In a 1995 double-blind, placebo-controlled trial, the SSRI paroxetine was shown to result in clinically meaningful improvement in 55 percent of patients with generalized social anxiety disorder, compared with 23.9 percent of those taking placebo.[70] An October 2004 study yielded similar results. Patients were treated with either fluoxetine, psychotherapy, fluoxetine and psychotherapy, placebo and psychotherapy, or a placebo. The first four sets saw improvement in 50.8 to 54.2 percent of the patients. Of those assigned to receive only a placebo, 31.7 percent achieved a rating of 1 or 2 on the Clinical Global Impression-Improvement scale. Those who sought both therapy and medication did not see a boost in improvement.[71]

General side-effects are common during the first weeks while the body adjusts to the drug. Symptoms may include headaches, nausea, insomnia and changes in sexual behavior. Treatment safety during pregnancy has not been established.[72] In late 2004 much media attention was given to a proposed link between SSRI use and juvenile suicide. For this reason, the use of SSRIs in pediatric cases of depression is now recognized by the Food and Drug Administration as warranting a cautionary statement to the parents of children who may be prescribed SSRIs by a family doctor.[73] Recent studies have shown no increase in rates of suicide.[74] These tests, however, represent those diagnosed with depression, not necessarily with social anxiety disorder. However, it should be noted that due to the nature of the conditions, those taking SSRIs for social phobias are far less likely to have suicidal ideation than those with depression.

Other drugs

Although SSRIs are often the first choice for treatment, other prescription drugs are also used, sometimes only if SSRIs fail to produce any clinically significant improvement.

In 1985, before the introduction of SSRIs, anti-depressants such as monoamine oxidase inhibitors (MAOIs) were frequently used in the treatment of social anxiety. Their efficacy appears to be comparable or sometimes superior to SSRIs or benzodiazepines. However, because of the dietary restrictions required, high toxicity in overdose, and incompatibilities with other drugs, its usefulness as a treatment for social phobics is now limited. Some argue for their continued use, however, or that a special diet does not need to be strictly adhered to.[75] A newer type of this medication, Reversible inhibitors of monoamine oxidase subtype A (RIMAs) inhibit the MAO enzyme only temporarily, improving the adverse-effect profile but possibly reducing their efficacy.

Benzodiazepines such as alprazolam and clonazepam are an alternative to SSRIs. These drugs are often used for short-term relief of severe, disabling anxiety.[76] Although benzodiazepines are still sometimes prescribed for long-term everyday use in some countries, there is much concern over the development of drug tolerance, dependency and recreational abuse. It has been recommended that benzodiazepines are only considered for individuals who fail to respond to safer medications.[77] Benzodiazepines augment the action of GABA, the major inhibitory neurotransmitter in the brain; effects usually begin to appear within minutes or hours.

The novel antidepressant mirtazapine has been proven effective in treatment of social anxiety disorder.[78] This is especially significant due to mirtazapine's fast onset and lack of many unpleasant side-effects associated with SSRIs (particularly, sexual dysfunction).

In Japan, the serotonin-norepinephrine reuptake inhibitor (SNRI), Milnacipran is used in the treatment of Taijin kyofusho a Japanese variant of social anxiety disorder.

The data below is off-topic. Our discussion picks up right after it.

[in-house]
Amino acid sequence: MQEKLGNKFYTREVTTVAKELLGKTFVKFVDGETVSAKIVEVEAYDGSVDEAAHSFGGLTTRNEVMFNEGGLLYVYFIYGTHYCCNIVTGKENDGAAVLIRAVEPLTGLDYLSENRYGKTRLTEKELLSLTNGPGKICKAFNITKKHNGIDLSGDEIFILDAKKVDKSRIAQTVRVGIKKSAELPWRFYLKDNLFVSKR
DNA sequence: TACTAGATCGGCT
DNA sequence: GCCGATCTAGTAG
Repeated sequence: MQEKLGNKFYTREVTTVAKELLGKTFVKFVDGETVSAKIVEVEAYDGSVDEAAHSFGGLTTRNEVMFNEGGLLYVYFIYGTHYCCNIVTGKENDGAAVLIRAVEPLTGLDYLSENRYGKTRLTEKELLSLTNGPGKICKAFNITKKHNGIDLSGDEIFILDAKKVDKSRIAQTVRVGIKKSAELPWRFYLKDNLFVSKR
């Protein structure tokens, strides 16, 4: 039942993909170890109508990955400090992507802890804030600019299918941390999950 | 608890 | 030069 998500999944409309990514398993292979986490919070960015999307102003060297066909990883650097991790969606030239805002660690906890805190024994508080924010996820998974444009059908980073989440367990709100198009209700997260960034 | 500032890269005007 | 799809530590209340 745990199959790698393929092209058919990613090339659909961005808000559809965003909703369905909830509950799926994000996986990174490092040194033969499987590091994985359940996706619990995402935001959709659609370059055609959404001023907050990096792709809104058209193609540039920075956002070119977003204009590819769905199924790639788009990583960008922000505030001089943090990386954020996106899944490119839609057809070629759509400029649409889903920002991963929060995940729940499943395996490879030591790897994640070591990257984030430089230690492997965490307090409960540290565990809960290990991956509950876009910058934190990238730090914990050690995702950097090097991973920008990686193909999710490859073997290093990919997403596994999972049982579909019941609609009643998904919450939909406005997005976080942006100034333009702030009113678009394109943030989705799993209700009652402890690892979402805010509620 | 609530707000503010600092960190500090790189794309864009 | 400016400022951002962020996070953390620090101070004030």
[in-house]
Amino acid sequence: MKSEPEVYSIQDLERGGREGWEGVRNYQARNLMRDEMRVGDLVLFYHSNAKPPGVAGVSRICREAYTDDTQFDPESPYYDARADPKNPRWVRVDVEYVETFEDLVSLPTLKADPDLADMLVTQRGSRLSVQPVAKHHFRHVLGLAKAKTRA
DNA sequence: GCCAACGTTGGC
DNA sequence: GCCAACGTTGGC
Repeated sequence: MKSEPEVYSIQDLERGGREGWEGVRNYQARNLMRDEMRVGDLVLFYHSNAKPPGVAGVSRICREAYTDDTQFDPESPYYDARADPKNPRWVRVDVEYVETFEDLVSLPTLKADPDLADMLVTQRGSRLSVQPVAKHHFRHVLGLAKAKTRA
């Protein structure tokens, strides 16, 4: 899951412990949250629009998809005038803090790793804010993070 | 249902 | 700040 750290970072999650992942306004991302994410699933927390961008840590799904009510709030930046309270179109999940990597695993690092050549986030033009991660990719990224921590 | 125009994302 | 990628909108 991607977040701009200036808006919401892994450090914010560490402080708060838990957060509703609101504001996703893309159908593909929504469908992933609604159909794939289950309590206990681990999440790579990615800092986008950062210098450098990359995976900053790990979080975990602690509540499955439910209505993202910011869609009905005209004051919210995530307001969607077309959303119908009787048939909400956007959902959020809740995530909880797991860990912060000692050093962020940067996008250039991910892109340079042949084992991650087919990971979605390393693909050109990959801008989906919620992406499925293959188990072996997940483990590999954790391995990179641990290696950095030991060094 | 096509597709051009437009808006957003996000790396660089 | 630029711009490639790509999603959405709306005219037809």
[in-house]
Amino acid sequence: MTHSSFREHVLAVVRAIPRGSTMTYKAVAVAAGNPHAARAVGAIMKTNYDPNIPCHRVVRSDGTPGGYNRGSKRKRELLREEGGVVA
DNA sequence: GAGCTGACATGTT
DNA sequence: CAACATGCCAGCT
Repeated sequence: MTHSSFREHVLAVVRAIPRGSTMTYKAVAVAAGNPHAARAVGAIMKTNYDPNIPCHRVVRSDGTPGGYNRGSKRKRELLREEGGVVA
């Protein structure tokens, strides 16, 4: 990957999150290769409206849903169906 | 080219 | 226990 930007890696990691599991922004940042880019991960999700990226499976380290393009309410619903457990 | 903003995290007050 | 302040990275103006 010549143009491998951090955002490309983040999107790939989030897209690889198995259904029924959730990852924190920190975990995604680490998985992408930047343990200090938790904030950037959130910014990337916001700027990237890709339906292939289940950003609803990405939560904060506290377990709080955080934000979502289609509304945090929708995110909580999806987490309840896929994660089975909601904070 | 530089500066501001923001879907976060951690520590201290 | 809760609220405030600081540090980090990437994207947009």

Some people with a form of social phobia called performance phobia have been helped by beta-blockers, which are more commonly used to control high blood pressure. Taken in low doses, they control the physical manifestation of anxiety and can be taken before a public performance.

A novel treatment approach has recently been developed as a result of translational research. It has been shown that a combination of acute dosing of d-cycloserine (DCS) with exposure therapy facilitates the effects of exposure therapy of social phobia.[79] DCS is an old antibiotic medication used for treating tuberculosis and does not have any anxiolytic properties per se. However, it acts as an agonist at the glutamatergic N-methyl-D-aspartate (NMDA) receptor site, which is important for learning and memory.[80] It has been shown that administering a small dose acutely 1 hour before exposure therapy can facilitate extinction learning that occurs during therapy.

See also


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Further reading

  • American Psychiatric Association. (2000). Anxiety disorders. In Diagnostic and statistical manual of mental disorders (4th ed., text rev., pp. 450–456). Washington, D.C.: American Psychiatric Association.
  • Belzer, K. D., McKee, M. B., & Liebowitz, M. R. (2005). Social Anxiety Disorder: Current Perspectives on Diagnosis and Treatment. Primary Psychiatry, 12(11), 40–53.
  • Berent, Jonathan, with Amy Lemley (1993). Beyond Shyness: How to Conquer Social Anxieties. New York: Simon & Shuster. ISBN 0-671-74137-3.
  • Bruch, M. A. (1989). Familial and developmental antecedents of social phobia: Issues and findings. Clinical Psychology Review, 9, 37-47.
  • Burns, D. D. (1999). Feeling good: The new mood therapy (Rev. ed.). New York: Avon. ISBN 0-380-81033-6.
  • Crozier, W. R., & Alden, L. E. (2001). International Handbook of Social Anxiety: Concepts, Research, and Interventions Relating to the Self and Shyness. New York: John Wiley & Sons, Ltd. ISBN 0-471-49129-2.
  • Hales, R. E., & Yudofsky, S. C. (Eds.). (2003). Social phobia. In Textbook of Clinical Psychiatry (4th ed., pp. 572–580). Washington, D.C.: American Psychiatric Publishing.

External links

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Simple English

Social anxiety disorder (SAD, SAnD) is a mental problem where people are scared to talk to other people, thinking they will embrass themselves or be judged badly by other people. This can cause fear to someone with SAD.[1]

People with SAD can be scared to go out and talk to other people. This can cause depression and being to scared to go outside.